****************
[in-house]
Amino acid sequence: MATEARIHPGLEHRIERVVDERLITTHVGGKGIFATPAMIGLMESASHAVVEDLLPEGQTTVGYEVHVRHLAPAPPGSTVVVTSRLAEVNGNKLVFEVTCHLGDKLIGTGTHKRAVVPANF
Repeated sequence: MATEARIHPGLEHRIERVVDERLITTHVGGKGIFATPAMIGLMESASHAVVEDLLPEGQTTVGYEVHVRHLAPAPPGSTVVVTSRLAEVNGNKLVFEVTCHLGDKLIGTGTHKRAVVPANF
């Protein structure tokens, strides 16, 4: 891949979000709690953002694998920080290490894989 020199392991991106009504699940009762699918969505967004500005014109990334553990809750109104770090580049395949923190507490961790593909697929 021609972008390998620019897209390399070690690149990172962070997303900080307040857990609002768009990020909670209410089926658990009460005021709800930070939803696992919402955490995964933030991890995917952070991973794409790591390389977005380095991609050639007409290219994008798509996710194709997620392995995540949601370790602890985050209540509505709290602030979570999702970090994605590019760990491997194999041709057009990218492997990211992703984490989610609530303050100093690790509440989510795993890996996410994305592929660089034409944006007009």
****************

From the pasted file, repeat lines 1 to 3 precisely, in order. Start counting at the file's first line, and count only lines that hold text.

[in-house]
Amino acid sequence: MATEARIHPGLEHRIERVVDERLITTHVGGKGIFATPAMIGLMESASHAVVEDLLPEGQTTVGYEVHVRHLAPAPPGSTVVVTSRLAEVNGNKLVFEVTCHLGDKLIGTGTHKRAVVPANF
Repeated sequence: MATEARIHPGLEHRIERVVDERLITTHVGGKGIFATPAMIGLMESASHAVVEDLLPEGQTTVGYEVHVRHLAPAPPGSTVVVTSRLAEVNGNKLVFEVTCHLGDKLIGTGTHKRAVVPANF